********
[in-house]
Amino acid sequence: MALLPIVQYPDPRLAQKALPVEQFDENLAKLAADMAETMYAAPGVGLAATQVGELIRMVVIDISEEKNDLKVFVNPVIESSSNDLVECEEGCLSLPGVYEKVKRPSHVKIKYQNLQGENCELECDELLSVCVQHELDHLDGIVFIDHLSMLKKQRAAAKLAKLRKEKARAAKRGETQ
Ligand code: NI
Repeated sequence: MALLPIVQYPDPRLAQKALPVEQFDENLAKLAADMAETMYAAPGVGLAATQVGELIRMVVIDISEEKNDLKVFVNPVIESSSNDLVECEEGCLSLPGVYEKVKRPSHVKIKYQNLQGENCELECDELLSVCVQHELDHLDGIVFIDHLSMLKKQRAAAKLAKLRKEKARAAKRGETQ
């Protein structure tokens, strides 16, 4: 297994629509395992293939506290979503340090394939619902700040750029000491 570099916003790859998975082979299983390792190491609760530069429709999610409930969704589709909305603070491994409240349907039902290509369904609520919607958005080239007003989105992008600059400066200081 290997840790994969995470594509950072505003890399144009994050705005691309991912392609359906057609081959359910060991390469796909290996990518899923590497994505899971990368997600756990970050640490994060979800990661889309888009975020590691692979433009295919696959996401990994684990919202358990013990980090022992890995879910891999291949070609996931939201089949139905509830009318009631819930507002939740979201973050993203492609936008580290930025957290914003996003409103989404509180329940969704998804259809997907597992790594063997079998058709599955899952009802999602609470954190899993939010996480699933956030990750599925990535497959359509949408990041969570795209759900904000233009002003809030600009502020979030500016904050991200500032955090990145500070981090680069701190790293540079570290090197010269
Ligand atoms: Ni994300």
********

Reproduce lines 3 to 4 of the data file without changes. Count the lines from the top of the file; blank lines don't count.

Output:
Ligand code: NI
Repeated sequence: MALLPIVQYPDPRLAQKALPVEQFDENLAKLAADMAETMYAAPGVGLAATQVGELIRMVVIDISEEKNDLKVFVNPVIESSSNDLVECEEGCLSLPGVYEKVKRPSHVKIKYQNLQGENCELECDELLSVCVQHELDHLDGIVFIDHLSMLKKQRAAAKLAKLRKEKARAAKRGETQ